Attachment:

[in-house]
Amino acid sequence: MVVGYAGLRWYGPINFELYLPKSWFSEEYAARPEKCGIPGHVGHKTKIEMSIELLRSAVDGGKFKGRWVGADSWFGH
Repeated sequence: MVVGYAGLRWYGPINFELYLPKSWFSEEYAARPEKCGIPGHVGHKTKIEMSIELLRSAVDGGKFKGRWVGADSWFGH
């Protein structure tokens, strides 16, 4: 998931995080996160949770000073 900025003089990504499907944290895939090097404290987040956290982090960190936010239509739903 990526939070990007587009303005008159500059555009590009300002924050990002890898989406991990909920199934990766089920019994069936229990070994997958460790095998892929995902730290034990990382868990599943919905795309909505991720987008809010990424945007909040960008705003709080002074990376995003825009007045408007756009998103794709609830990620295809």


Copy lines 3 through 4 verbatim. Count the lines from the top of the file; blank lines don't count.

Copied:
Repeated sequence: MVVGYAGLRWYGPINFELYLPKSWFSEEYAARPEKCGIPGHVGHKTKIEMSIELLRSAVDGGKFKGRWVGADSWFGH
């Protein structure tokens, strides 16, 4: 998931995080996160949770000073 900025003089990504499907944290895939090097404290987040956290982090960190936010239509739903 990526939070990007587009303005008159500059555009590009300002924050990002890898989406991990909920199934990766089920019994069936229990070994997958460790095998892929995902730290034990990382868990599943919905795309909505991720987008809010990424945007909040960008705003709080002074990376995003825009007045408007756009998103794709609830990620295809």